Ignition - - Contents Table 0f - By Lee Bailie

It’s not much of a stretch to say Honda Canada would not be what it is to­day were it not for its wildly pop­u­lar Civic. The fact that the Civic has been built in the com­pany’s Al­lis­ton, On­tario as­sem­bly plant since 1988 is no ac­ci­dent – few na­tions have em­braced it like Cana­di­ans have.

All told, Honda Canada has sold more than 1.89 mil­lion Civics here since its in­cep­tion in 1969, and it has been the na­tion’s best-sell­ing car for the past 18 years.

Against this back­drop of long-run­ning suc­cess, Honda be­gan to roll out the 10th gen­er­a­tion Civic sedan late last year, which will be fol­lowed by a coupe, five-door hatch­back (the first hatch since the Uk-built 2002-05 SIR) and a Euro­pean­sourced Type R.

Un­like the eighth and ninth gens, which were closely re­lated, the 10th gen­er­a­tion marks a sig­nif­i­cant sea change for the Civic.

Sport­ing a com­pletely new de­sign, this lat­est


ver­sion is 50 mm wider, 20 mm lower and has a wheel­base that is 30 mm longer than the out­go­ing car. Greater use of high-strength steel in the chas­sis (now 12 per cent of its over­all mass) has im­proved tor­sional rigid­ity by 25 per cent and im­proved aero­dy­namic ef­fi­ciency by 12 per cent. It’s also 31 kg lighter.

In ad­di­tion, Honda en­gi­neers have made sig­nif­i­cant gains in re­duc­ing cabin noise via bet­ter bodyseal­ing tech­niques and the use of flush-mounted acous­tic glass, triple-sealed doors and a tightly sealed en­gine bay.

From a pack­ag­ing per­spec­tive, it’s all about get­ting low, which is bound to please Civic en­thu­si­asts. The driver’s hip point is 25 mm lower, which has been made pos­si­ble through the use of a lower floor and en­gine lo­ca­tion. The Civic also sports an all new front strut / rear mul­ti­link sus­pen­sion that in­cludes thicker front and rear sta­bi­lizer bars. New vari­able gear ra­tio steer­ing is also stan­dard.

Pow­er­ing the LX and EX trims is a 2.0L


16-valve DOHC I-VTEC four-cylin­der, which is mated to ei­ther a sixspeed man­ual or a CVT. Out­put is rated at 158 horse­power and 138 lb-ft of torque.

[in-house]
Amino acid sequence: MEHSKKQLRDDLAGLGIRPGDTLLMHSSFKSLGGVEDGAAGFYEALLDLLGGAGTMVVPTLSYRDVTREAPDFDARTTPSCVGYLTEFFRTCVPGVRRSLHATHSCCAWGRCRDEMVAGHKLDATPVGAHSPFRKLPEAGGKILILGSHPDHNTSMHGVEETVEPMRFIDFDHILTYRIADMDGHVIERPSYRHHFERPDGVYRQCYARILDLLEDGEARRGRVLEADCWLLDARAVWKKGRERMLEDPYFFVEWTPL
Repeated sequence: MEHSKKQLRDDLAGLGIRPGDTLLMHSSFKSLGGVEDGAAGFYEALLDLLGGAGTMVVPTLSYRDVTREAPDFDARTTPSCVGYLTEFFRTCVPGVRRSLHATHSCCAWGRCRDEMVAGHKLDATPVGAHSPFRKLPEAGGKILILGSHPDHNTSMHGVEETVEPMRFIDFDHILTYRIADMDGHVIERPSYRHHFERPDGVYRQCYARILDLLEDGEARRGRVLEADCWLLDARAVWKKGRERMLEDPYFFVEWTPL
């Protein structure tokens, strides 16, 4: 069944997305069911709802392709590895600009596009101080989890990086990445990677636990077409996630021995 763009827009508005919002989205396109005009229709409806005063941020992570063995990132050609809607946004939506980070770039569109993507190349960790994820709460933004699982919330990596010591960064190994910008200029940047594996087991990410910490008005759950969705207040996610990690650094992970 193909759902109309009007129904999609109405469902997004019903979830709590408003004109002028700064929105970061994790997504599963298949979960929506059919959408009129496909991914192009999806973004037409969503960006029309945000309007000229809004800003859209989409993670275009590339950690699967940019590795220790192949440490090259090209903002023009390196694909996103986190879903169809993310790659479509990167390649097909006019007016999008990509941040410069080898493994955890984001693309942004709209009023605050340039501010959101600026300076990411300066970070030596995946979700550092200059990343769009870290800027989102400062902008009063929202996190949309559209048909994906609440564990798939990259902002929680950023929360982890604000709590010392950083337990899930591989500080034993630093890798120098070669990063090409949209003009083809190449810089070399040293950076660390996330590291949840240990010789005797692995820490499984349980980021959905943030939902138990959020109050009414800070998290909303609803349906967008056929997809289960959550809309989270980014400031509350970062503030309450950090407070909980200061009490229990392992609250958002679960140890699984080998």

While the 2.0L en­gine sits firmly within the Honda four-cylin­der norm, the all-new 1.5L di­rect-in­jected tur­bocharged 16-valve DOHC in­line four-cylin­der is def­i­nitely ground-break­ing. It is the first tur­bocharged en­gine to be of­fered in a Honda and its out­put (174 hp, 162 lb-ft of torque) is the high­est for a non-si Civic sold in North Amer­ica. The 1.5 is mated to a CVT only, and is stan­dard is­sue on EX-T and Tour­ing trims.

In terms of de­sign, the Civic looks more Ac­cord-like than ever be­fore, par­tic­u­larly when viewed from the front. In­line LED headlights – a Honda / Acura sta­ple th­ese days – dom­i­nate a face that fea­tures a pro­nounced chrome-fin­ished nose with a belt buckle-sized H in the cen­tre, and a trape­zoidal air in­take below the li­cense plate holder.

It is a dra­matic de­par­ture, to say the least, from the ovoid-shaped Civics of the past two gen­er­a­tions.

This car is sleeker, but more sharply creased, with pro­nounced char­ac­ter lines, flared wheel arches and LED tail­lights that re­mind this writer of boomerangs. If Honda wanted to make the Civic’s ap­pear­ance more dis­tinc­tive – es­pe­cially when one goes whizzing by at night – it has suc­ceeded.

On the in­side, the spa­cious in­te­rior feels like it’s come a long way. From the well-bol­stered and very com­fort­able heated leather seats, to its gor­geous and easy-to-read TFT in­stru­ment dis­play, to its el­e­gant and easy to use in­fo­tain­ment in­ter­face, the Civic has an un­mis­tak­able up-mar­ket feel. A knob or a cou­ple of but­tons would be greatly ap­pre­ci­ated for the au­dio con­trols, but it’s a mi­nor com­plaint.

Most of my time was spent driv­ing the high-end Tour­ing, and a few things are ap­par­ent with the new 1.5L / CVT pow­er­train. Firstly, this com­bi­na­tion makes the Civic bad fast (par­tic­u­larly in Sport mode) where the rev-happy en­gine screams with de­light un­der hard ac­cel­er­a­tion. Even in reg­u­lar Drive, the Civic feels re­spon­sive and peppy.

While I’m not a huge fan of CVTS gen­er­ally (given their ten­dency to feel a bit rub­bery), the one in the Civic works quite well. Power de­liv­ery is lin­ear and pre­cise and quite re­spon­sive to one’s right foot.

From a han­dling per­spec­tive, the Civic sedan has me ex­cited for what’s to come with the Si. The lighter, lower and more pow­er­ful 1.5 Civic feel very con­nected to the road. Ride qual­ity is good, noise is well­su­pressed (ex­cept un­der hard ac­cel­er­a­tion and on re­ally bad roads), and the han­dling feels se­cure and nicely bal­anced. Get­ting out of shape in this car re­quires some ef­fort.

In all, the 2016 Civic is a ma­jor leap for­ward for a car that had been more or less trav­el­ling down the same road since the in­tro­duc­tion of the eighth gen in 2006.

It was time to chart a new course and, while some might feel it might have gone too far (at least in terms of its ex­te­rior de­sign), Honda should be ap­plauded for tak­ing a dar­ing and in­no­va­tive ap­proach with its most im­por­tant car.

Un­like the eighth and ninth gens, which were closely re­lated, the 10th gen­er­a­tion marks a sig­nif­i­cant sea change for the Civic.”

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